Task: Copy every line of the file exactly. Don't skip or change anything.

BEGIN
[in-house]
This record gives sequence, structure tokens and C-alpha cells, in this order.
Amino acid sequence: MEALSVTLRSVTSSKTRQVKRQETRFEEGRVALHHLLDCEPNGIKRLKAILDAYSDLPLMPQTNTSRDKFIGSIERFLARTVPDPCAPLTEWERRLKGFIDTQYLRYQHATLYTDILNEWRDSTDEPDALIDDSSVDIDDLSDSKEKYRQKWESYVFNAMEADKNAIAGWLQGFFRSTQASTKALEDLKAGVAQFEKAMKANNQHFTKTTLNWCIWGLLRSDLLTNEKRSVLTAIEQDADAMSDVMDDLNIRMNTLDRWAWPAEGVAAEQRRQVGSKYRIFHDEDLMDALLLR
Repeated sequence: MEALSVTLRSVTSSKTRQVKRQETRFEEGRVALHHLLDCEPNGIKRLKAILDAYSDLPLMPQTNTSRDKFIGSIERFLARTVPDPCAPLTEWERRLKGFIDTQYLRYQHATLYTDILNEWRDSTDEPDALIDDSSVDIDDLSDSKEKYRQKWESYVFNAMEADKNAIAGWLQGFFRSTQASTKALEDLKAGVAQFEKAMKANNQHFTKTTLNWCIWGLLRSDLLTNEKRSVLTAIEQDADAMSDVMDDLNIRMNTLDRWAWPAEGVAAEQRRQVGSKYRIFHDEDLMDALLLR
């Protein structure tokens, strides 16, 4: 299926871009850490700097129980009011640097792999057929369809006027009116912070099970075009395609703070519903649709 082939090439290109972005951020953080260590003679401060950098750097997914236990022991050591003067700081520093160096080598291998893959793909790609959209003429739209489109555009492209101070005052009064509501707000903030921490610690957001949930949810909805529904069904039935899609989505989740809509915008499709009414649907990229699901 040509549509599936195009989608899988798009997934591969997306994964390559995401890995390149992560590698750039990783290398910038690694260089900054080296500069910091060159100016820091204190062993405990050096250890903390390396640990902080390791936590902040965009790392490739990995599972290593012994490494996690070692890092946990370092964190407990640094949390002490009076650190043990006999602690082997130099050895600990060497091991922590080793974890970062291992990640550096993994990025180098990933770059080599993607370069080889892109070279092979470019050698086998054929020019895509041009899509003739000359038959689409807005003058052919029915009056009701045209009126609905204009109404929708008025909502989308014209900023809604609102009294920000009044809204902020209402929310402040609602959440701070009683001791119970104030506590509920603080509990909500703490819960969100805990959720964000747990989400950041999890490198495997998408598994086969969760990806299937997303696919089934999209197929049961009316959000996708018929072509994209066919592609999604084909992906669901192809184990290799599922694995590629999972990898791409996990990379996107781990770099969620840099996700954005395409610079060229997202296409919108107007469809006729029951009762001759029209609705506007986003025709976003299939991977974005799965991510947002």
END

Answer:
[in-house]
This record gives sequence, structure tokens and C-alpha cells, in this order.
Amino acid sequence: MEALSVTLRSVTSSKTRQVKRQETRFEEGRVALHHLLDCEPNGIKRLKAILDAYSDLPLMPQTNTSRDKFIGSIERFLARTVPDPCAPLTEWERRLKGFIDTQYLRYQHATLYTDILNEWRDSTDEPDALIDDSSVDIDDLSDSKEKYRQKWESYVFNAMEADKNAIAGWLQGFFRSTQASTKALEDLKAGVAQFEKAMKANNQHFTKTTLNWCIWGLLRSDLLTNEKRSVLTAIEQDADAMSDVMDDLNIRMNTLDRWAWPAEGVAAEQRRQVGSKYRIFHDEDLMDALLLR
Repeated sequence: MEALSVTLRSVTSSKTRQVKRQETRFEEGRVALHHLLDCEPNGIKRLKAILDAYSDLPLMPQTNTSRDKFIGSIERFLARTVPDPCAPLTEWERRLKGFIDTQYLRYQHATLYTDILNEWRDSTDEPDALIDDSSVDIDDLSDSKEKYRQKWESYVFNAMEADKNAIAGWLQGFFRSTQASTKALEDLKAGVAQFEKAMKANNQHFTKTTLNWCIWGLLRSDLLTNEKRSVLTAIEQDADAMSDVMDDLNIRMNTLDRWAWPAEGVAAEQRRQVGSKYRIFHDEDLMDALLLR
């Protein structure tokens, strides 16, 4: 299926871009850490700097129980009011640097792999057929369809006027009116912070099970075009395609703070519903649709 082939090439290109972005951020953080260590003679401060950098750097997914236990022991050591003067700081520093160096080598291998893959793909790609959209003429739209489109555009492209101070005052009064509501707000903030921490610690957001949930949810909805529904069904039935899609989505989740809509915008499709009414649907990229699901 040509549509599936195009989608899988798009997934591969997306994964390559995401890995390149992560590698750039990783290398910038690694260089900054080296500069910091060159100016820091204190062993405990050096250890903390390396640990902080390791936590902040965009790392490739990995599972290593012994490494996690070692890092946990370092964190407990640094949390002490009076650190043990006999602690082997130099050895600990060497091991922590080793974890970062291992990640550096993994990025180098990933770059080599993607370069080889892109070279092979470019050698086998054929020019895509041009899509003739000359038959689409807005003058052919029915009056009701045209009126609905204009109404929708008025909502989308014209900023809604609102009294920000009044809204902020209402929310402040609602959440701070009683001791119970104030506590509920603080509990909500703490819960969100805990959720964000747990989400950041999890490198495997998408598994086969969760990806299937997303696919089934999209197929049961009316959000996708018929072509994209066919592609999604084909992906669901192809184990290799599922694995590629999972990898791409996990990379996107781990770099969620840099996700954005395409610079060229997202296409919108107007469809006729029951009762001759029209609705506007986003025709976003299939991977974005799965991510947002």